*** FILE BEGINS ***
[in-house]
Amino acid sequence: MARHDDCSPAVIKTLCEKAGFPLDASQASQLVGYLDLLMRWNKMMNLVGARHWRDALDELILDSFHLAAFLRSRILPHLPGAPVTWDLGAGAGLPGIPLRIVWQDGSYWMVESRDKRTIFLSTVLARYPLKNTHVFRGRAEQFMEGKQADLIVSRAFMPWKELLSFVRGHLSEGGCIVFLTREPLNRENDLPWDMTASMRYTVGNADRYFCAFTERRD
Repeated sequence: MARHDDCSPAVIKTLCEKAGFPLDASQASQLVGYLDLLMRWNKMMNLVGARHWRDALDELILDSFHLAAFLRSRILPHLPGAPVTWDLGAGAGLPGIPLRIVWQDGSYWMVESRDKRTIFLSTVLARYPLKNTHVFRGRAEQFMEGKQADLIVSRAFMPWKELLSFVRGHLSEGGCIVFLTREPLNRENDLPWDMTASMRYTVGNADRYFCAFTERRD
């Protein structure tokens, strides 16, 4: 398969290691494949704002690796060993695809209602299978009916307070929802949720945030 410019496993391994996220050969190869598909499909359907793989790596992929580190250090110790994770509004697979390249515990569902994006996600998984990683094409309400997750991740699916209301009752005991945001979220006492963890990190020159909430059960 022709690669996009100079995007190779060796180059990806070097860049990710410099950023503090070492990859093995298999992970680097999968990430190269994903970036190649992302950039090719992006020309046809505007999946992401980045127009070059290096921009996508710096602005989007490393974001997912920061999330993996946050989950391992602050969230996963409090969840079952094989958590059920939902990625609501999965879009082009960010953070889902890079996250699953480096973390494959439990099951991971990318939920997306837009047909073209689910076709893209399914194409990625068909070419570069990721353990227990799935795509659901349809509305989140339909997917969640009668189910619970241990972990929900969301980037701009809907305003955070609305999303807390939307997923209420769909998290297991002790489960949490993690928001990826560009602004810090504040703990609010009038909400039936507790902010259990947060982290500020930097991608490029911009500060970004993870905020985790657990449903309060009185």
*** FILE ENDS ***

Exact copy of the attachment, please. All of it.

[in-house]
Amino acid sequence: MARHDDCSPAVIKTLCEKAGFPLDASQASQLVGYLDLLMRWNKMMNLVGARHWRDALDELILDSFHLAAFLRSRILPHLPGAPVTWDLGAGAGLPGIPLRIVWQDGSYWMVESRDKRTIFLSTVLARYPLKNTHVFRGRAEQFMEGKQADLIVSRAFMPWKELLSFVRGHLSEGGCIVFLTREPLNRENDLPWDMTASMRYTVGNADRYFCAFTERRD
Repeated sequence: MARHDDCSPAVIKTLCEKAGFPLDASQASQLVGYLDLLMRWNKMMNLVGARHWRDALDELILDSFHLAAFLRSRILPHLPGAPVTWDLGAGAGLPGIPLRIVWQDGSYWMVESRDKRTIFLSTVLARYPLKNTHVFRGRAEQFMEGKQADLIVSRAFMPWKELLSFVRGHLSEGGCIVFLTREPLNRENDLPWDMTASMRYTVGNADRYFCAFTERRD
């Protein structure tokens, strides 16, 4: 398969290691494949704002690796060993695809209602299978009916307070929802949720945030 410019496993391994996220050969190869598909499909359907793989790596992929580190250090110790994770509004697979390249515990569902994006996600998984990683094409309400997750991740699916209301009752005991945001979220006492963890990190020159909430059960 022709690669996009100079995007190779060796180059990806070097860049990710410099950023503090070492990859093995298999992970680097999968990430190269994903970036190649992302950039090719992006020309046809505007999946992401980045127009070059290096921009996508710096602005989007490393974001997912920061999330993996946050989950391992602050969230996963409090969840079952094989958590059920939902990625609501999965879009082009960010953070889902890079996250699953480096973390494959439990099951991971990318939920997306837009047909073209689910076709893209399914194409990625068909070419570069990721353990227990799935795509659901349809509305989140339909997917969640009668189910619970241990972990929900969301980037701009809907305003955070609305999303807390939307997923209420769909998290297991002790489960949490993690928001990826560009602004810090504040703990609010009038909400039936507790902010259990947060982290500020930097991608490029911009500060970004993870905020985790657990449903309060009185």